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Does your law firm use precedents?

Posted by Gene Turner on 05-Feb-2017 10:06:55

In these earlier posts Time to visit the legal sausage factory - Questions for clients to ask their lawyers in 2017,  The legal sausage factory - will lawyers show clients how they make their sausages? and Technology in the legal sausage factory - what is it, and who does it benefit?  we suggested that if clients want to see improvements in the value they get from their law firms, they need to be more assertive and find out how their law firms currently work.  To do that, they will have to ask some harder questions than they have to date. A similar approach is also suggested by Jacob Herstek, vice president and senior legal counsel at HSBC Bank USA in this article To Cut E-Discovery Costs, Legal Departments Question Outside Counsel.  

We have come up with 13 questions that lawyers could ask their law firms to work out if they are modern and efficient, or are a legal 'sausage factory'.

The first questions we suggested asking have been:

  1. Can you show us how you actually work?
  2. What technology have you already adopted for our benefit?
  3. What technology will you adopt for our benefit?
  4. How do you keep our information secure?

Next we suggest you focus on precedents.  Do they even have any?  Do they use them? Is your law firm making its sausages from a recipie or are they just sweeping together whatever they can find on the day to get something out the door?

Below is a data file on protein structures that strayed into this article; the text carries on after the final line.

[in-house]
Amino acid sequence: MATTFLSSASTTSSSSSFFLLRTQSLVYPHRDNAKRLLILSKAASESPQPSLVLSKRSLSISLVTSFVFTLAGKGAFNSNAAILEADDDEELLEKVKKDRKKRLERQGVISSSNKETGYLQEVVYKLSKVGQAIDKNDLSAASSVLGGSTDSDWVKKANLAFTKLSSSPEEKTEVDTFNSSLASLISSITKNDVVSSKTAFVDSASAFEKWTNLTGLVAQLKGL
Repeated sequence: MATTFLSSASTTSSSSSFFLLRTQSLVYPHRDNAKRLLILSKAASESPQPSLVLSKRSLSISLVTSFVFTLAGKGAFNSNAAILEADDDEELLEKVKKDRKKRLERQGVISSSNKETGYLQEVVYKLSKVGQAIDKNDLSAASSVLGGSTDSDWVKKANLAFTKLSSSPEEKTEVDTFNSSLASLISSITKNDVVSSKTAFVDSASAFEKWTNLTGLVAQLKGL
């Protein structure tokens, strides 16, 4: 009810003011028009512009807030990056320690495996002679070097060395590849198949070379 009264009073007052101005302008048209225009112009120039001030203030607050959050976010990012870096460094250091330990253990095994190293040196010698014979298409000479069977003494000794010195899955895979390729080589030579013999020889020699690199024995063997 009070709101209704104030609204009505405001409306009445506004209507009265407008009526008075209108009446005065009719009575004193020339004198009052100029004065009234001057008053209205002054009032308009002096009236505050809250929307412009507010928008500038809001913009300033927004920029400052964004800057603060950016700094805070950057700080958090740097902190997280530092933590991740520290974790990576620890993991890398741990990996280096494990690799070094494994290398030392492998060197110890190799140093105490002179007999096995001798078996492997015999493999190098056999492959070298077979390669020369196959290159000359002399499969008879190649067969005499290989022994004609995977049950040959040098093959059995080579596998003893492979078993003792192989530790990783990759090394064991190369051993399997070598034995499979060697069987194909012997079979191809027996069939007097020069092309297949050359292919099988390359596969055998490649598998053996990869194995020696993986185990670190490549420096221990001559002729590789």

5   Can you show us your precedents? If you have any, how often are they used? When were they last updated? Are they automated? Who is responsible for updating them?

I’m a precedents guy. I hate making mistakes, don’t like to miss anything, and always want to do the best job I possibly can in the circumstances.

I also hated working in the evening or on weekends on things that took longer to do than they should – whether I was able to recover for my time or not. As a result I spent a lot of time trying to develop precedents and automate them.

However that is uncommon amongst lawyers. As long as they are able to recover their time on a job, most of them don’t mind so much whether they are taking longer than they should. It all goes into this year’s profit distribution. Many have also become accustomed to the long hours and don’t mind doing whatever it takes to get the job done.

As a result, when I talk to lawyers in firms about their precedents, many are surprisingly frank about either not having them, or that they don’t maintain and use them. This is so for small firms in particular, but also surprisingly common from people who work in the larger firms. The partners of one smaller firm told me recently that they’ve thought about it on and off for 10 years, but “it’s just never seemed worth the effort”. Another said that they will often just look for a similar transaction with a “big” firm on the other side, and use that document as a start point. That's quite risk, as even in the larger firms the drafting for one transaction will frequently start from the documents from the last one they worked on (whether it was their firm’s document or not) because they’re familiar with it. Not exactly six sigma stuff!

I know that many law firms have very good precedents in particular areas that they mainly focus on – which is entirely logical. Some of the precedents we review for automation are very well drafted, and there is little we can suggest to improve them beyond automation.  However, I would be surprised if there are many firms – if any - who have great precedents across all areas they work in.